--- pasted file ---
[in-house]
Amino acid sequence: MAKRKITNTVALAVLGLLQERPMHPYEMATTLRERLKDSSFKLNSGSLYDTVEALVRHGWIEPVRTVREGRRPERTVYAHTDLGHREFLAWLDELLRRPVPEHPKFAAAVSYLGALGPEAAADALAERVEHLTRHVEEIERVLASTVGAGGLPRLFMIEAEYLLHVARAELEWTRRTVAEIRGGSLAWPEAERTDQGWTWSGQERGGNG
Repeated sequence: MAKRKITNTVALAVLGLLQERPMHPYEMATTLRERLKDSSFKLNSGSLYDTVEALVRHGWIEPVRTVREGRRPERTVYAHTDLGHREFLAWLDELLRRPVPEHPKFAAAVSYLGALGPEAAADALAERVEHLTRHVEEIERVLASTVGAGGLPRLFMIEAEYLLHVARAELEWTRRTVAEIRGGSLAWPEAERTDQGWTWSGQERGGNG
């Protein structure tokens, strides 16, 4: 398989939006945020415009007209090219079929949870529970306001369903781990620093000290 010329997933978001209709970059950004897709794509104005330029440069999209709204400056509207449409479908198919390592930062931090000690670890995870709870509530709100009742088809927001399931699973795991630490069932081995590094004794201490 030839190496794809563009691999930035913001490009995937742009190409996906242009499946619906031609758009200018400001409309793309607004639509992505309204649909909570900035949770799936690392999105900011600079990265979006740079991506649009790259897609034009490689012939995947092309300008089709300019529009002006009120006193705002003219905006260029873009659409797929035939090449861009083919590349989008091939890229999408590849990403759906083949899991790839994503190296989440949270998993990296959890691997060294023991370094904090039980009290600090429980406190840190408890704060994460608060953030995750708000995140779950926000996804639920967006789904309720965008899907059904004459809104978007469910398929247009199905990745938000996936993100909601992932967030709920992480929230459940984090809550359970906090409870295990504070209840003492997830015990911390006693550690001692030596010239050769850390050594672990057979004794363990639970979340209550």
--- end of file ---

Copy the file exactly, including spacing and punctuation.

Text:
[in-house]
Amino acid sequence: MAKRKITNTVALAVLGLLQERPMHPYEMATTLRERLKDSSFKLNSGSLYDTVEALVRHGWIEPVRTVREGRRPERTVYAHTDLGHREFLAWLDELLRRPVPEHPKFAAAVSYLGALGPEAAADALAERVEHLTRHVEEIERVLASTVGAGGLPRLFMIEAEYLLHVARAELEWTRRTVAEIRGGSLAWPEAERTDQGWTWSGQERGGNG
Repeated sequence: MAKRKITNTVALAVLGLLQERPMHPYEMATTLRERLKDSSFKLNSGSLYDTVEALVRHGWIEPVRTVREGRRPERTVYAHTDLGHREFLAWLDELLRRPVPEHPKFAAAVSYLGALGPEAAADALAERVEHLTRHVEEIERVLASTVGAGGLPRLFMIEAEYLLHVARAELEWTRRTVAEIRGGSLAWPEAERTDQGWTWSGQERGGNG
């Protein structure tokens, strides 16, 4: 398989939006945020415009007209090219079929949870529970306001369903781990620093000290 010329997933978001209709970059950004897709794509104005330029440069999209709204400056509207449409479908198919390592930062931090000690670890995870709870509530709100009742088809927001399931699973795991630490069932081995590094004794201490 030839190496794809563009691999930035913001490009995937742009190409996906242009499946619906031609758009200018400001409309793309607004639509992505309204649909909570900035949770799936690392999105900011600079990265979006740079991506649009790259897609034009490689012939995947092309300008089709300019529009002006009120006193705002003219905006260029873009659409797929035939090449861009083919590349989008091939890229999408590849990403759906083949899991790839994503190296989440949270998993990296959890691997060294023991370094904090039980009290600090429980406190840190408890704060994460608060953030995750708000995140779950926000996804639920967006789904309720965008899907059904004459809104978007469910398929247009199905990745938000996936993100909601992932967030709920992480929230459940984090809550359970906090409870295990504070209840003492997830015990911390006693550690001692030596010239050769850390050594672990057979004794363990639970979340209550």